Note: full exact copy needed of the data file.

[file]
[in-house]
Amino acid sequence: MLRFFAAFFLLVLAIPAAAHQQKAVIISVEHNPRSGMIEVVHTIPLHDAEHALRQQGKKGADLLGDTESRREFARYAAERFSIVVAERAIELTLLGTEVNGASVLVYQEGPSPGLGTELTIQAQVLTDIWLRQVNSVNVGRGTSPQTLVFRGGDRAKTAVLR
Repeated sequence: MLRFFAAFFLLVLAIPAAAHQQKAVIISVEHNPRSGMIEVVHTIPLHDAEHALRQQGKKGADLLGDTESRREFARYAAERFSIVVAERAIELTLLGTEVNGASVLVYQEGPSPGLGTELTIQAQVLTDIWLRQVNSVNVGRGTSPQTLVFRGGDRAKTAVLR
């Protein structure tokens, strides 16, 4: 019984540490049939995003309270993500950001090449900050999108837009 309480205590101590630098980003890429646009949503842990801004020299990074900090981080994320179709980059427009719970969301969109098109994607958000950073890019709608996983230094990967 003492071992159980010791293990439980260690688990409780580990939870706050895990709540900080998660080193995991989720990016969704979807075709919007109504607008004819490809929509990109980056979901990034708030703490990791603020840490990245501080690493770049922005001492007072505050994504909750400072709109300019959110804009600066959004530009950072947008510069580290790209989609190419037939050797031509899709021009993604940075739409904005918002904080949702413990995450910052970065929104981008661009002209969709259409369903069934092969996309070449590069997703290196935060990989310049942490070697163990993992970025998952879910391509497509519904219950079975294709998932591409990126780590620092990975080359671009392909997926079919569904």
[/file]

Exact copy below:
[in-house]
Amino acid sequence: MLRFFAAFFLLVLAIPAAAHQQKAVIISVEHNPRSGMIEVVHTIPLHDAEHALRQQGKKGADLLGDTESRREFARYAAERFSIVVAERAIELTLLGTEVNGASVLVYQEGPSPGLGTELTIQAQVLTDIWLRQVNSVNVGRGTSPQTLVFRGGDRAKTAVLR
Repeated sequence: MLRFFAAFFLLVLAIPAAAHQQKAVIISVEHNPRSGMIEVVHTIPLHDAEHALRQQGKKGADLLGDTESRREFARYAAERFSIVVAERAIELTLLGTEVNGASVLVYQEGPSPGLGTELTIQAQVLTDIWLRQVNSVNVGRGTSPQTLVFRGGDRAKTAVLR
């Protein structure tokens, strides 16, 4: 019984540490049939995003309270993500950001090449900050999108837009 309480205590101590630098980003890429646009949503842990801004020299990074900090981080994320179709980059427009719970969301969109098109994607958000950073890019709608996983230094990967 003492071992159980010791293990439980260690688990409780580990939870706050895990709540900080998660080193995991989720990016969704979807075709919007109504607008004819490809929509990109980056979901990034708030703490990791603020840490990245501080690493770049922005001492007072505050994504909750400072709109300019959110804009600066959004530009950072947008510069580290790209989609190419037939050797031509899709021009993604940075739409904005918002904080949702413990995450910052970065929104981008661009002209969709259409369903069934092969996309070449590069997703290196935060990989310049942490070697163990993992970025998952879910391509497509519904219950079975294709998932591409990126780590620092990975080359671009392909997926079919569904």